3. Admit your mistakes

The moment you realise that it was you or someone in your team has caused the other party to take offence, acknowledge the mistakes immediately and show your commitment to change. Do not hope that the misstep will be forgotten or even forgiven. Remain in control and readily admit any wrongdoings is a sign of maturity and leadership.

If the other business party caused the mistakes – despite an apology is welcome, do not insist that they must apologise. Sometimes people may fear that their apologies will lead to further accusation and conflict, or they simply want time to process their emotions. Let it go if you can, and if you handle the situation gracefully, you will undoubtedly earn respect from your business associates.

4.  Conflict resolution

Conflict resolution is at the heart of negotiation. Once you learn what has caused the business relationship to fall apart, you can engage the other party with a greater level of confidence and make sure that the objectives are aligned. If you would like to know more about the benefits of negotiation skills, this post Why negotiation skills are important for small business owners may make a good read.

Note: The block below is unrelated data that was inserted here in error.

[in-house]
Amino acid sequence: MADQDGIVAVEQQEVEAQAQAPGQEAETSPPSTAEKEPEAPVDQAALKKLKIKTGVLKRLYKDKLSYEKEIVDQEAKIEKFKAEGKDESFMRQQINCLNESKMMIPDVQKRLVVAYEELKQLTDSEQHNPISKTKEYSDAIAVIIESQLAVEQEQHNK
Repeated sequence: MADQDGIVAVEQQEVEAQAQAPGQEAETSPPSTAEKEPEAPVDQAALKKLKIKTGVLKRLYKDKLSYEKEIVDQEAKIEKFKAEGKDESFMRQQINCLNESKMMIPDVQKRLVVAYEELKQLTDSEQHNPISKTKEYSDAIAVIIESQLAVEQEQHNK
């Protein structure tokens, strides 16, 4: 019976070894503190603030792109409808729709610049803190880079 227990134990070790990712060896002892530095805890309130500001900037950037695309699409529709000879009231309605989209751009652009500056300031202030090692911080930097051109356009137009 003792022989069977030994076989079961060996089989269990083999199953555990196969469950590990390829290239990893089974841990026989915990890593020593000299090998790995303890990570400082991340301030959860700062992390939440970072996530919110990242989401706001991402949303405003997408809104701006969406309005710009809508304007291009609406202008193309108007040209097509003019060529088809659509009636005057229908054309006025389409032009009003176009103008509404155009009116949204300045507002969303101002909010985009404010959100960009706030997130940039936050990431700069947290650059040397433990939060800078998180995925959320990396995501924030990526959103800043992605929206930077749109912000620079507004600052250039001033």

5. Formulate next steps

Once the issues have been confronted and everyone has had a chance to air their grievances and cool off, it is time to formulate a plan on how to move forward collectively. A huge part of creating a plan is managing the other person’s expectation. Good questions to ask include:

  • “What would you like us to do to rectify the situation?”
  • “How do you see we can move forward?”

Defining and agreeing on a clear process moving forward, including how to resolve further conflicts in the future, will allow both parties to work effectively.

6. Rebuilding trust

To rebuild relationships, you need four secret ingredients – respect, empathy, trust and most importantly, communication. Take the step to show your business associate that you are ready to collaborate and you are committed to building a strong, long-term business relationship with them.

Rebuilding trust does not happen overnight. It requires both parties to communicate clearly, recalibrate objectives and celebrate success.

It pays to think about how you should communicate with your business associates so that nothing gets misinterpreted. If you are using email, it is essential that you make sure they can’t interpret your emails out of context. Communication in person is always preferred, even in this digital age.